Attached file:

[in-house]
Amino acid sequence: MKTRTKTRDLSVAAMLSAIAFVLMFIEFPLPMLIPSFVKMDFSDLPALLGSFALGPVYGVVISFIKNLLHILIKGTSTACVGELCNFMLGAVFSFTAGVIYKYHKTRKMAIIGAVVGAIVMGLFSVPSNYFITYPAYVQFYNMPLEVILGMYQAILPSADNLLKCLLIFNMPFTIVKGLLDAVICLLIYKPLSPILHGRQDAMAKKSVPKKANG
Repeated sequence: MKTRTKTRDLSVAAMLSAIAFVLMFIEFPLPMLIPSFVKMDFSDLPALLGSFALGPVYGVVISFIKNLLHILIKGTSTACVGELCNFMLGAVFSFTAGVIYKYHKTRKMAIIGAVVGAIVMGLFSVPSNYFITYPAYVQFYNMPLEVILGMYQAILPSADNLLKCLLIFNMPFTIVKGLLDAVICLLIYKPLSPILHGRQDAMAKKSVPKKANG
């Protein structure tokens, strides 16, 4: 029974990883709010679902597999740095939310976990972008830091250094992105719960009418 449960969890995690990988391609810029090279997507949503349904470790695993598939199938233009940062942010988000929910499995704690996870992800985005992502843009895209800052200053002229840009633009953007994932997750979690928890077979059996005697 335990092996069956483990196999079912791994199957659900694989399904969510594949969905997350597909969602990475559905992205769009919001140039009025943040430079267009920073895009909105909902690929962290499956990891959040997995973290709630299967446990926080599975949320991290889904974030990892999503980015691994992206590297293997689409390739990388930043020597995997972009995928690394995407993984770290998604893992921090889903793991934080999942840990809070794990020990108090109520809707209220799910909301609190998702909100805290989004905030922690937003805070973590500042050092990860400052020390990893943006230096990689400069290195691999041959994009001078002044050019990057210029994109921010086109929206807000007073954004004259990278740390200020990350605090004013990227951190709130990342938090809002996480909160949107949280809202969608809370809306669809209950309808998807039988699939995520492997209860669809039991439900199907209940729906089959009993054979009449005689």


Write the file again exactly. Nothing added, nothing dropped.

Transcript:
[in-house]
Amino acid sequence: MKTRTKTRDLSVAAMLSAIAFVLMFIEFPLPMLIPSFVKMDFSDLPALLGSFALGPVYGVVISFIKNLLHILIKGTSTACVGELCNFMLGAVFSFTAGVIYKYHKTRKMAIIGAVVGAIVMGLFSVPSNYFITYPAYVQFYNMPLEVILGMYQAILPSADNLLKCLLIFNMPFTIVKGLLDAVICLLIYKPLSPILHGRQDAMAKKSVPKKANG
Repeated sequence: MKTRTKTRDLSVAAMLSAIAFVLMFIEFPLPMLIPSFVKMDFSDLPALLGSFALGPVYGVVISFIKNLLHILIKGTSTACVGELCNFMLGAVFSFTAGVIYKYHKTRKMAIIGAVVGAIVMGLFSVPSNYFITYPAYVQFYNMPLEVILGMYQAILPSADNLLKCLLIFNMPFTIVKGLLDAVICLLIYKPLSPILHGRQDAMAKKSVPKKANG
């Protein structure tokens, strides 16, 4: 029974990883709010679902597999740095939310976990972008830091250094992105719960009418 449960969890995690990988391609810029090279997507949503349904470790695993598939199938233009940062942010988000929910499995704690996870992800985005992502843009895209800052200053002229840009633009953007994932997750979690928890077979059996005697 335990092996069956483990196999079912791994199957659900694989399904969510594949969905997350597909969602990475559905992205769009919001140039009025943040430079267009920073895009909105909902690929962290499956990891959040997995973290709630299967446990926080599975949320991290889904974030990892999503980015691994992206590297293997689409390739990388930043020597995997972009995928690394995407993984770290998604893992921090889903793991934080999942840990809070794990020990108090109520809707209220799910909301609190998702909100805290989004905030922690937003805070973590500042050092990860400052020390990893943006230096990689400069290195691999041959994009001078002044050019990057210029994109921010086109929206807000007073954004004259990278740390200020990350605090004013990227951190709130990342938090809002996480909160949107949280809202969608809370809306669809209950309808998807039988699939995520492997209860669809039991439900199907209940729906089959009993054979009449005689």